Given the extraordinary unconventional monetary policies enacted by central banks since the Great Financial Crisis of 2008, there has been no lack of speculation and suspicion regarding the Bank of Canada’s likely response to a future financial crisis triggered by a collapse of the Canadian residential real estate market. The BoC’s actions during the crisis, however, provides an incomplete framework of likely policy responses to future large-scale financial contagions since the dislocations within the financial system were not as acutely felt in Canada in 2008-2009 as they were in many other developed economies at the peak of the crisis.
As a consequence, with the exception of the short-term emergency liquidity provisions provided at the time of the financial panic, relatively few unconventional monetary policy tools were in fact utilized by the BoC in 2008 relative to other central banks. This has left us with a relatively minimal “uniquely-Canadian” historical framework to draw upon when attempting to predict the BoC’s playbook for future financial crises within Canada. Fortunately, since the financial crisis of 2008 the BoC has on many occasions referenced (through various papers, studies, and speeches) the relatively expansive toolkit of unconventional monetary policies they would likely consider in the event of a full blown financial panic.
While some of these articulated policies are drawn from the BoC’s analysis of the effectiveness of its own policies during 2008-2009, others are based on how extraordinary monetary policies fared in other countries and the likelihood and feasibility of their implementation within a Canadian framework. Part 1 of this series examines the suite of monetary policies likely to be undertaken by the BoC in response to an even larger-scale financial crisis than that of 2008-2009, focusing on unconventional monetary policy from the perspective of the BoC’s manipulation of its key overnight interest rate, both in real and nominal terms. The analysis is largely guided by the historical context of past BoC actions both during and after the Great Financial Crisis, as well as BoC guidance on unconventional monetary policy from 2008 to present date.
Low-Hanging Monetary Policy Tools: A 2008 Redux
The BoC’s response to the financial crisis of 2008-2009 is particularly instructive with respect to future unconventional monetary policy because of the BoC’s well-defined principle of “graduated interventionism”. In other words, the BoC follows a framework that monetary policy must be commensurate to the severity of the problem and be escalated only gradually as required. While no two financial panics are ever exactly the same, the BoC’s actions during the Great Financial Crisis can generally be considered as a first-step policy response to any future financial crisis stemming from a collapse of the residential real estate market in Canada.
As many people are no doubt aware, the preferred monetary policy tool among central bankers and the one first turned to by the BoC during the 2008 financial crisis was to immediately begin lowering its key overnight rate in an attempt to stimulate Canadian economic growth. By successively slashing the overnight rate from 4.5% to its “Effective Lower Bound” (ELB) of 0.25%, the BoC served to dramatically reduce the interest rates that banks charge borrowers for loans, effectively increasing both spending and investment and thus raising what modern-day economists often refer to as “aggregate demand”.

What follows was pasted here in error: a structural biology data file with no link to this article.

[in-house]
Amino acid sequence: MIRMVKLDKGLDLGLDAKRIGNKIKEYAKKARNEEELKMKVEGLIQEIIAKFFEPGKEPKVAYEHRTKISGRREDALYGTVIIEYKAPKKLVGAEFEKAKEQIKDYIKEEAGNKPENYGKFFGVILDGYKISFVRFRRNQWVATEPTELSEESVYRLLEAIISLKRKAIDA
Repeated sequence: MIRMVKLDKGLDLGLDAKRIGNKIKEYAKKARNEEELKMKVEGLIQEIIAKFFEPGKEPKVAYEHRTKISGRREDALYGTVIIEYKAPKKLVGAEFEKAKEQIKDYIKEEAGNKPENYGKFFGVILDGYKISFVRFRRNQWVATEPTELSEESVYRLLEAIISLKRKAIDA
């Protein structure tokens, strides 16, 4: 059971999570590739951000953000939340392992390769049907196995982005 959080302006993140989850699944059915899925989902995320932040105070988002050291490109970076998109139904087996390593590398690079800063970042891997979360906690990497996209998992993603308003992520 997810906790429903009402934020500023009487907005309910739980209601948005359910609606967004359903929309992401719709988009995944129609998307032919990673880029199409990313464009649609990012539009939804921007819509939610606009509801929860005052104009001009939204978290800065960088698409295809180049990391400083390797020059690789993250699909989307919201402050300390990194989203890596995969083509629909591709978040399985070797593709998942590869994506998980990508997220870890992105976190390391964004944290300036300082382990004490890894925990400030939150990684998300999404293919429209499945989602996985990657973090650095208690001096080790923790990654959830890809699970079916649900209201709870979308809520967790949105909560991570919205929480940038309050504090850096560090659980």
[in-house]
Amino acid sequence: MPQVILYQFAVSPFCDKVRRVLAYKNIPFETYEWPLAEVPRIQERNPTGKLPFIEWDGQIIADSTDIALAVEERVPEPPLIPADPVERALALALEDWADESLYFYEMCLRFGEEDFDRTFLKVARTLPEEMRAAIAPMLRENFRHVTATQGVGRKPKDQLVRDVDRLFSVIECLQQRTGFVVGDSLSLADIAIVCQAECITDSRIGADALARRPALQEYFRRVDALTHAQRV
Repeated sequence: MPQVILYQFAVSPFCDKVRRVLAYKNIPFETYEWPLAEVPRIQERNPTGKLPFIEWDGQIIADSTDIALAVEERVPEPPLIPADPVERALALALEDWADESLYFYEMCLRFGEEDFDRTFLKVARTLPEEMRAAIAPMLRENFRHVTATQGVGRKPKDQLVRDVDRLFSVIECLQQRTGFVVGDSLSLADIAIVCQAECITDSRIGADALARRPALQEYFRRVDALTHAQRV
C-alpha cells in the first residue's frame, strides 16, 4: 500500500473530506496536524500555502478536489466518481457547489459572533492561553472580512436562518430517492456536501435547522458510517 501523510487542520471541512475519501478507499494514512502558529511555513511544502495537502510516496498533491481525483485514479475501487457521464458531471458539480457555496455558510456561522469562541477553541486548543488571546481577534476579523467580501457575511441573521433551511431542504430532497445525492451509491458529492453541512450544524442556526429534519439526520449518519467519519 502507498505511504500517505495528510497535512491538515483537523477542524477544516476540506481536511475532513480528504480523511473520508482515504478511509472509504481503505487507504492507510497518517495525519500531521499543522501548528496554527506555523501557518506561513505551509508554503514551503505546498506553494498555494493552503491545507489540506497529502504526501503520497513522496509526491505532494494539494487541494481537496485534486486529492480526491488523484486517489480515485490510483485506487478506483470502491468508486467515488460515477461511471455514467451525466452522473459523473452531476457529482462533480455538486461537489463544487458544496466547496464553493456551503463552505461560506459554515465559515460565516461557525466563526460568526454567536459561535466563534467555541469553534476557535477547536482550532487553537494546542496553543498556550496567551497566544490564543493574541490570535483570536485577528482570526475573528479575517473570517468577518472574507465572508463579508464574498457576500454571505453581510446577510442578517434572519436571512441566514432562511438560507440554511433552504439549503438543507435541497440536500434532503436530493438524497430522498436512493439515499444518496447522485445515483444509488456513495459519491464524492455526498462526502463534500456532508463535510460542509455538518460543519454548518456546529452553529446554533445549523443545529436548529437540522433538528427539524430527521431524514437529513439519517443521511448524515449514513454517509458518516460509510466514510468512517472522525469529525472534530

While the ELB was kept slightly positive due to the uncertainty among central bankers of the full impact of zero-percent interest rates on the Canadian financial system, for all intents and purposes the BoC had effectively undertaken a zero interest rate policy by April 2009. The BoC’s interest rate had essentially reached the much-discussed “zero-bound”, which is widely believed by policy-makers and economists to be the point where further cuts to the Bank’s key overnight rate are rendered largely ineffective.
According to this reasoning, subsequent reductions of the BoC’s target overnight rate to below zero effectively turns interest rates negative and serves to penalize bank depositors by reducing the value of their savings and checking balances over time. Under these conditions, the general population prefers to hold zero-yielding physical cash rather than be penalized for either holding deposits or lending money within the banking system, a phenomenon mainstream economists refer to as a “liquidity trap” which imposes a theoretical limit on interest rate cuts as a form of economic stimulus.
With the overnight rate reaching the zero-bound in the spring of 2009, conventional easing could no longer be performed through the lowering of nominal interest rates, and the BoC turned instead to targeting real interest rates in an effort to further stimulate economic growth. Real interest rates are merely the nominal interest rate minus expected inflation, and while central bankers have generally proven reluctant to take nominal interest rates into negative territory, negative real interest rates can be targeted in an effort to further stimulate borrowing when nominal rates are already at the lower bound.
To illustrate by way of example, if nominal rates are set at 0.25% and the public expects an inflation rate of 2%, then the difference of -1.75% represents a negative real interest rate which effectively allows borrowers to pay back the original loan plus interest with depreciated money at a net loss to the lender and net gain to the borrower. When negative real interest rates become manifest, borrowers become more eager to take out loans which provides further stimulus for the economy when nominal rates can no longer be reduced. Because the real interest rate is the nominal rate minus inflation, in a world where nominal rates are already at the zero-bound, the only way to further drive down real interest rates is to increase inflation expectations among the general public.